Is blockchain for land succumbing to 'pilot-itis'?

View of Burj Khalifa the tallest building from the Business Bay area in Dubai, UAE July 8, 2018. Picture taken July 8, 2018. REUTERS/Satish Kumar

* Any views expressed in this opinion piece are those of the author and not of Thomson Reuters Foundation.

The pilotitis epidemic is real. And the remedy: a sober look at whether a place is truly well-suited for blockchain technology

Tim Robustelli is a program associate for the Future of Property Rights program at New America, a think tank based in Washington, DC.

Blockchain companies and their partners have initiated hundreds of projects over the past few years. Evangelists of the distributed database technology claim it can revolutionize nearly everything.

They want to use it to track sushi from ocean to plate and to source cattle in Wyoming. Swiss citizens voted via the technology in a local election while NASA recently proposed its use for air traffic control. 

While some ideas are wackier, land administration and real estate are a widely accepted natural use for blockchain.

The technology promises to streamline real estate transactions and allow greater investment opportunities within high performing economies and may also help protect poor communities from land grabbing and lessen the chances of record tampering throughout the developing world. 

This potential has started to bear out in several places.

The Republic of Georgia and the blockchain firm Bitfury successfully anchored 1.5 million land records on a blockchain in order to help fight corruption and bolster public trust in government institutions.

Elsewhere, the Smart Dubai Office continues to work enthusiastically to create the first blockchain-powered city in the world. Through one current project, Dubai plans to use blockchain to increase efficiency in the real estate sector, allowing residents to find a new apartment and sign a lease within minutes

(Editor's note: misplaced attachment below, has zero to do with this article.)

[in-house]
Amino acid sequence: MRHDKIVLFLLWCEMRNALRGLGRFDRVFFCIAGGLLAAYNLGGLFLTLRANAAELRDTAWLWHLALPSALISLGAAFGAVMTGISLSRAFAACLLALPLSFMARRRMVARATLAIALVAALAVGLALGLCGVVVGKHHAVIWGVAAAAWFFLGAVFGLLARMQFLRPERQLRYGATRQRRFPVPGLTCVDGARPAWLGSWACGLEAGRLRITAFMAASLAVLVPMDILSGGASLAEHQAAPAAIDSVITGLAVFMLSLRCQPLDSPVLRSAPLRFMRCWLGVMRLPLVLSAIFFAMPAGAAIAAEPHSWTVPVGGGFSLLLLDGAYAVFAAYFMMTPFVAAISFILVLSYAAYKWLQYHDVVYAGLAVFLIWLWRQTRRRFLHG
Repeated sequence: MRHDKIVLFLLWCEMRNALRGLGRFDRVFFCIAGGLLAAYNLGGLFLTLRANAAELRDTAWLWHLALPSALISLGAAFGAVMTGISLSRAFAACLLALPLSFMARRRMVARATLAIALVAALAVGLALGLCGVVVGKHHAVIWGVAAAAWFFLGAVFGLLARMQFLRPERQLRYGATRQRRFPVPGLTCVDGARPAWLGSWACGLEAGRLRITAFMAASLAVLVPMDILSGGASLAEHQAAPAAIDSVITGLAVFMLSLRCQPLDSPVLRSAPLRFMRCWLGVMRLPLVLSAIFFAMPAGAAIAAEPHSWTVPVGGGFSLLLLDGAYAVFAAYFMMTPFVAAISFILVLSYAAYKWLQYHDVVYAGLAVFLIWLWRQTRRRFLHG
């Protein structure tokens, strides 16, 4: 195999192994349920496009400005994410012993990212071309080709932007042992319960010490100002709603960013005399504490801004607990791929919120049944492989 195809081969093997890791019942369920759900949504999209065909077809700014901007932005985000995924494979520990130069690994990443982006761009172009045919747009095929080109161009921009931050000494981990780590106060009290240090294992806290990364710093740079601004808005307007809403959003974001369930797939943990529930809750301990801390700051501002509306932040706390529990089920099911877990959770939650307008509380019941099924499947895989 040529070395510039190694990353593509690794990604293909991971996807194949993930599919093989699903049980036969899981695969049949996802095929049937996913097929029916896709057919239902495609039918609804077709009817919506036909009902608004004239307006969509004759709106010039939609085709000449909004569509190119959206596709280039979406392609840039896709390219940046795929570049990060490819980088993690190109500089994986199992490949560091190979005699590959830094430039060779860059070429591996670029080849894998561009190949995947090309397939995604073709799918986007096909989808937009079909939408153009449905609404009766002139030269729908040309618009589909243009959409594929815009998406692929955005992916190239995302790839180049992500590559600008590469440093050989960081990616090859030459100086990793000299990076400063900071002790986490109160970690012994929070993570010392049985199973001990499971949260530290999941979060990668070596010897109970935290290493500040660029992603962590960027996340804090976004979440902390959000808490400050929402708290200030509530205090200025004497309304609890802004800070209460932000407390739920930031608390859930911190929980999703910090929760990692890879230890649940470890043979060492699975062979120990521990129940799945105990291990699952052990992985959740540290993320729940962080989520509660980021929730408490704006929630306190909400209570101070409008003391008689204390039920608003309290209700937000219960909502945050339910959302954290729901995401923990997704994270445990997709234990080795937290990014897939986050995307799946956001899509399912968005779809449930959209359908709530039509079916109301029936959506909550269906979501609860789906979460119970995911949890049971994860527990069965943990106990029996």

But several other blockchain efforts have come down with a severe case of "pilot-itis". These projects have worked on a small scale - and have even been replicated - but have not been able to reach the masses. 

Propy has tested blockchain to record property transactions in the small Vermont towns of South Burlington and Hubbardton, but expansion throughout the state and elsewhere has been slow.

In Brazil, Ubitquity used blockchain technology to record real estate deals in the southern municipalities of Pelotas and Morro Redendo, but we have not seen evidence of project expansion. You can likely count the transactions for each project on both hands. 

Pilots are a good first step for working out the kinks in a project. But those with no hope of scaling drain the considerable time, energy, and resources of multinational companies, entrepreneurs, and governments. And for the people and places that could most benefit from the technology, "pilot-itis" and its misdirection of resources also translates into missed opportunities for development.

So why are these land projects stuck in pilot mode? Because blockchain technology continues to be applied under the wrong conditions. 

In 2018, we laid out seven necessary pre-requisites for a successful blockchain-for-land project, including an identity solution, digitized records, and a trained professional community. A year later, we remain confident in these criteria.

So far, successful pilots have benefited from favourable institutional conditions - such as a ready supply of digitized records - as well as sufficient political will and a sustained atmosphere of collaboration among stakeholders.